Subject: Is That a Haunted House You're Buying?
Date: Published:  10/27/95 (145 lines of text)
Source: Wall Street Journal.  Copyright Dow Jones & Co. Inc.

Is That a Haunted House You're Buying?

By Stefan Fatsis

   June and Russell Sylvain's two-bedroom ranch-style house in Cripple
Creek, Colo., features wood-burning stoves and the rustic ambience of
this formerly rough-and-tumble mining town.  So why has the century-old
house been on the market for almost six years?  Could it be Ed?  Ed is a
friendly ghost who would knock on doors, stomp on floors and open and
shut drawers.  For no explicable reason, other than Ed, the family dog
would bark at walls and the cat's fur would stand on end.
   The Sylvains say they moved after 17 years not because of Ed but
because the character of the mountain town changed once legalized
gambling arrived.  But rather than conceal the apparition, they have
opted for full disclosure, advertising a "Documented Haunted House."
   "I said, get it out in the open," Mrs. Sylvain says.  "Maybe there's
people who enjoy ghosts."
   Other homeowners aren't so candid about ghosts, not to mention
murders, suicides or other untoward acts.  These days, more and more
states are freeing brokers of the responsibility of disclosing whether a
property is tainted by the macabre or supernatural.
   New York last summer joined 28 states, plus the District of Columbia,
to enact laws that generally lift the burden of disclosure from brokers
representing "stigmatized" properties.  The laws are designed to balance
a seller's privacy rights with a buyer's right to know.  The effect is
that buyers must investigate a house's past and decide whether they
would be spooked by it.
   "If you say all responsibility for disclosing any myriad of things
rests with the seller, perhaps you end up with buyers who aren't giving
enough consideration to what's important to them," says Don Savage, a
lobbyist for the New York State Association of Realtors.
   Stigmatized properties are defined as ones that bear no physical
defects but have a lower value or are more difficult to sell for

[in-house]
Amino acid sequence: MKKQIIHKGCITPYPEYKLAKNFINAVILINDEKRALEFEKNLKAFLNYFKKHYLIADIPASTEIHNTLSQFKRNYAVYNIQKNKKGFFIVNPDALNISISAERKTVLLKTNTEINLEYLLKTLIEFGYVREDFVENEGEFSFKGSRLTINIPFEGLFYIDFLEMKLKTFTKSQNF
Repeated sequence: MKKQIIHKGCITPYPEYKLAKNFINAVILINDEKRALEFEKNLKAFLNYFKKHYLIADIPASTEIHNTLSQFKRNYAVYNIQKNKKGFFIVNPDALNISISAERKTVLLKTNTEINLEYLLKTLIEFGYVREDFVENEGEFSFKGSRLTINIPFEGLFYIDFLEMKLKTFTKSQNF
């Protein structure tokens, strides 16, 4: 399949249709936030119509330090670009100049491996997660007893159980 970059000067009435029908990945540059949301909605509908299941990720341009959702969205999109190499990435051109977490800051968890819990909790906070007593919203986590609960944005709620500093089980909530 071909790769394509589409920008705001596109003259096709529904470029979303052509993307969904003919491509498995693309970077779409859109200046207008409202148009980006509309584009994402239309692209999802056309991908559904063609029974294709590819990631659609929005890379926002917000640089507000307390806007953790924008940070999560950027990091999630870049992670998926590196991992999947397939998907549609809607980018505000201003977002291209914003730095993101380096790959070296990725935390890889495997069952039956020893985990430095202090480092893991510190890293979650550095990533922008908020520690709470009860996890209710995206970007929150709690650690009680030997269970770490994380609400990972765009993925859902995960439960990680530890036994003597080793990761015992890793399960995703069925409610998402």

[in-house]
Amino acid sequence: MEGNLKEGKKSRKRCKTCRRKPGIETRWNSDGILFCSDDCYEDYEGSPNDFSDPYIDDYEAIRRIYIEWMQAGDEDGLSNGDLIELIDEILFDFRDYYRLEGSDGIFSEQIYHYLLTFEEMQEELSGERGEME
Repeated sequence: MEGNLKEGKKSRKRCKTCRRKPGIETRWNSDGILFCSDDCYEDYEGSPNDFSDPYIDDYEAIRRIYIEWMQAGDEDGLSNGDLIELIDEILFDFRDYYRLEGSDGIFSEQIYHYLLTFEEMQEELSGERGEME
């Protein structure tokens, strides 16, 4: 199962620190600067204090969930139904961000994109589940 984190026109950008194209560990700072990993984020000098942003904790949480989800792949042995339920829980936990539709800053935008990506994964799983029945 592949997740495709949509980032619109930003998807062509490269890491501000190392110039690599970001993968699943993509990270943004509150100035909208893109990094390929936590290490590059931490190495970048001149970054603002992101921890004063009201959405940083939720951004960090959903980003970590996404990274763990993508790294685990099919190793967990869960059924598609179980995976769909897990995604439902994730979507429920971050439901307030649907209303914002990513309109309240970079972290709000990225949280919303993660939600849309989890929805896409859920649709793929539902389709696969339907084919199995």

emotional or psychological reasons.  Typically, those reasons include
murder, suicide, other crimes and natural death.  Haunted houses
generally aren't mentioned in the law, but can be considered
stigmatized.  In addition, federal law bars unsolicited disclosures that
an occupant has or had AIDS. 
   In states lacking disclosure protection, the National Association of
Realtors advises brokers to evaluate whether certain information would
affect a purchase.  "If the answer is yes, then you better disclose,"
says Laurie Janik, the association's general counsel.  If homeowners
refuse to disclose something that might be material, the association
advises agents to give up the listing.
   The more prominent the case, the more likely that disclosure will be
automatic.  In some cases, buyers already know of a property's sordid
past.  As prospective buyers walked through the door, "What I did was to
say, `Have you heard about the incident that occurred here?'" says June
Scott, a Beverly Hills, Calif., real estate agent who sold the house
where the Menendez brothers killed their parents in 1991.  "If they did
not, then I said there was a murder."
   Depending on the state in which they work, many agents are influenced
by the small body of case law surrounding stigmatized properties.  In
contrast to the legislative trend, legal decisions have favored
   In the most influential case to date, in 1983, the California Supreme
Court ruled for a homebuyer who sued her broker because she wasn't
informed about the murders of a woman and her four children there a
decade earlier.  The court ruled that "blemishes of real property which
are not physical defects or legal impairments to use" can affect resale
value and should be disclosed.
   The California state legislature later passed a law forcing brokers
to disclose a murder at a property up to three years after the crime.
The law requires no disclosure for suicide, natural death, felony or the
HIV-status of a current or former occupant.
   Ghosts bedeviled the other major legal case on stigmatized property.
Helen Ackley had boasted about the presence of spirits in her 18-room
Victorian house in Nyack, N. Y., publicizing it in local newspapers and
writing about it in Reader's Digest.  But when she agreed to sell the
place in 1989 to a New York City couple, Mrs. Ackley neglected to
mention the ghosts.
   When the buyers learned about the alleged haunting before closing on
the deal, they wanted to back out.  Calling the sale "a most unnatural
bargain," a New York state appellate court said the seller had to
disclose the reputed presence of the ghosts.  The court canceled the
contract and returned most of the buyers' deposit because "the most
meticulous inspection would not have revealed the presence of
poltergeists at the premises or unearthed the property's ghoulish
reputation."  The house later sold for less than its asking price.
   Under the new New York law, a broker is obligated only to relay
questions about a property from a buyer to a seller.  It's up to the
seller to decide whether to make a disclosure.  Ghosts are invisible
under the New York law (which nonetheless was dubbed the "ghost bill").                                     
"Anyone with a haunted house is going to have to talk to his or her
lawyer to figure that one out," says Mr. Savage, the lobbyist.  "That's
the advice we're giving brokers."
   Crime is a far more common issue.  Sometimes a home's notoriety can
attract buyers.  Other times it can hinder a sale.  The Menendez house was